Basic But Beautiful Battlefield
By Patrick Hurley
Legendary director Peter Brook returns to his legendary roots with Battlefield, playing now at the Wallis Annenberg Center for the Performing Arts. Based on his own adaptation of the Mahabharata, a piece he co-adapted three decades ago with Marie-Hélène Estienne, this seventy-minute piece is a triumph of minimalist theatre.
Four actors and a musician are on stage for most of the piece, and it moves episodically much the way Epic theatre does, but is made up of the simplest ingredients. It doesn’t rely on any technical elements that seem to dominate so much of the contemporary theater scene, but rather stays true to its theatrical roots, and its almost radical to see something with no fancy lighting or projections, and no elaborate costumes.
Based on The Mahabharata, the play deals with the cataclysmic effects of war, and its aftermath. Yudhishthira, the king of the Pandavas, is faced with the repercussions of war, and millions of his people are lying dead on a battlefield, which makes his victory feel very much like a defeat.
With the aid of his mother, Kunti, and the blind king, Dhritarashtra, who lost 100 sons on the opposing side, Yudhishthira tries to reason out how such a tragedy could have happened and see what lessons can be learned. And so a series of parables are presented to him to illustrate the very nature of life and existence in an unjust world. Two of the stories that stand out are one in which two bamboo sticks are used to symbolize two scales on which a king weighs himself against a pigeon, and when the pigeon proves to be of more weight, the king slowly sheds all of his skin in the attempts to be victorious. And a story about a worm trying to cross a very crowded road is cleverly told with the aid of colored scarves and as awfully pessimistic as it is, it is surprisingly humorous.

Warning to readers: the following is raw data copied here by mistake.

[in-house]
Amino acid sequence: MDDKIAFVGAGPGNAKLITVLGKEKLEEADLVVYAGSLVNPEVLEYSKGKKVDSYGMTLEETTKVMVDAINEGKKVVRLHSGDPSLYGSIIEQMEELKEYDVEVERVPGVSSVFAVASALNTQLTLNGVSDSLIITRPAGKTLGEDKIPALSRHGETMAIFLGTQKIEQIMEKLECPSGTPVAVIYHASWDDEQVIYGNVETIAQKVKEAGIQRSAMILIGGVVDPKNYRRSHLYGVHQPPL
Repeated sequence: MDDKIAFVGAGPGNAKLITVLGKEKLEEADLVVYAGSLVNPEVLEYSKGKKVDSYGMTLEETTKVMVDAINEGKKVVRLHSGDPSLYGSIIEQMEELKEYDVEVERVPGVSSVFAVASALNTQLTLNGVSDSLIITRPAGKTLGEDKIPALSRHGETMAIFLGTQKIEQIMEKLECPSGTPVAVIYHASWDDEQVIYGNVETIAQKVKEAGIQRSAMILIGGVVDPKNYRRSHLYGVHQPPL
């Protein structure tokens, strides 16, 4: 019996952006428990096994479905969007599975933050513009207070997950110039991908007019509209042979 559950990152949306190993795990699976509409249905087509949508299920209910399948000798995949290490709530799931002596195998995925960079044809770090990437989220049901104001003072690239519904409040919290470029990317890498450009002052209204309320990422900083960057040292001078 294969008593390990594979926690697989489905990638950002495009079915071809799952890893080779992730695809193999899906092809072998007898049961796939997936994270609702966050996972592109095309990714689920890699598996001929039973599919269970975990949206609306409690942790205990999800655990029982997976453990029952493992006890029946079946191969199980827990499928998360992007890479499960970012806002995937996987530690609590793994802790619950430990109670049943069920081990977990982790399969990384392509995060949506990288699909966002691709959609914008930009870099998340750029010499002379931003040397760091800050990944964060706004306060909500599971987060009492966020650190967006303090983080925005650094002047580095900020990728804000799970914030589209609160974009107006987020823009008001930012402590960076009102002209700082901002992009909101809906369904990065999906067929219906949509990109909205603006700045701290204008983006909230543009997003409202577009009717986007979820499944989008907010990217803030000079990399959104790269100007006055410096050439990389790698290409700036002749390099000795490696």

This play, like the material it’s based on, asks large questions about the nature of existence, and the need for meaning that all creatures seem to be in deep pursuit of. It’s beautifully staged in its simplicity, and plays out with enough heightened theatricality to be a wonderfully unique experience. There are parallels that will undoubtedly be drawn to our contemporary political anxieties, where these larger questions of life must be asked, but this piece isn’t interested in those comparisons, necessarily, it’s busy with itself as a work of art and not a political one, and so it stays true to the universality and timelessness that these tales reside within.
The cast is superb, all four of the actors inhabit the depth and weight of the piece, with Toshi Tsuchitori providing the wonderful music accompaniment, which is a Japanese drum used to punctuate moments, as well as add rhythmic beats to give the story a sort of heartbeat. This piece is very much alive as a singular experience of these artists visions. One that only lives in the room for those of us fortunate enough to share in it with them. Peter Brook is still tremendously capable of beautiful artistic expression, and with such a short run, you must get tickets now, because, like life itself, it will be gone before you know it.
Written by Jean-Claude Carrière
Adapted and Directed by Peter Brook and Marie-Hèléne Estienne
Bram Goldsmith Theater
Wallis Annenberg Center for the Performing Arts 9390 N. Santa Monica Blvd, Beverly Hills, CA, 90210
May 24 – 28, 2017
Performance Schedule: Wed – Fri at 8pm; Sat at 2pm & 8pm; Sun at 2pm
Single tickets: $35 – $85 (prices subject to change)
Online – TheWallis.org
By Phone – 310.746.4000
Box Office – Wallis Annenberg Center for the Performing Arts Ticket Service 9390 N. Santa Monica Blvd, Beverly Hills, CA, 90210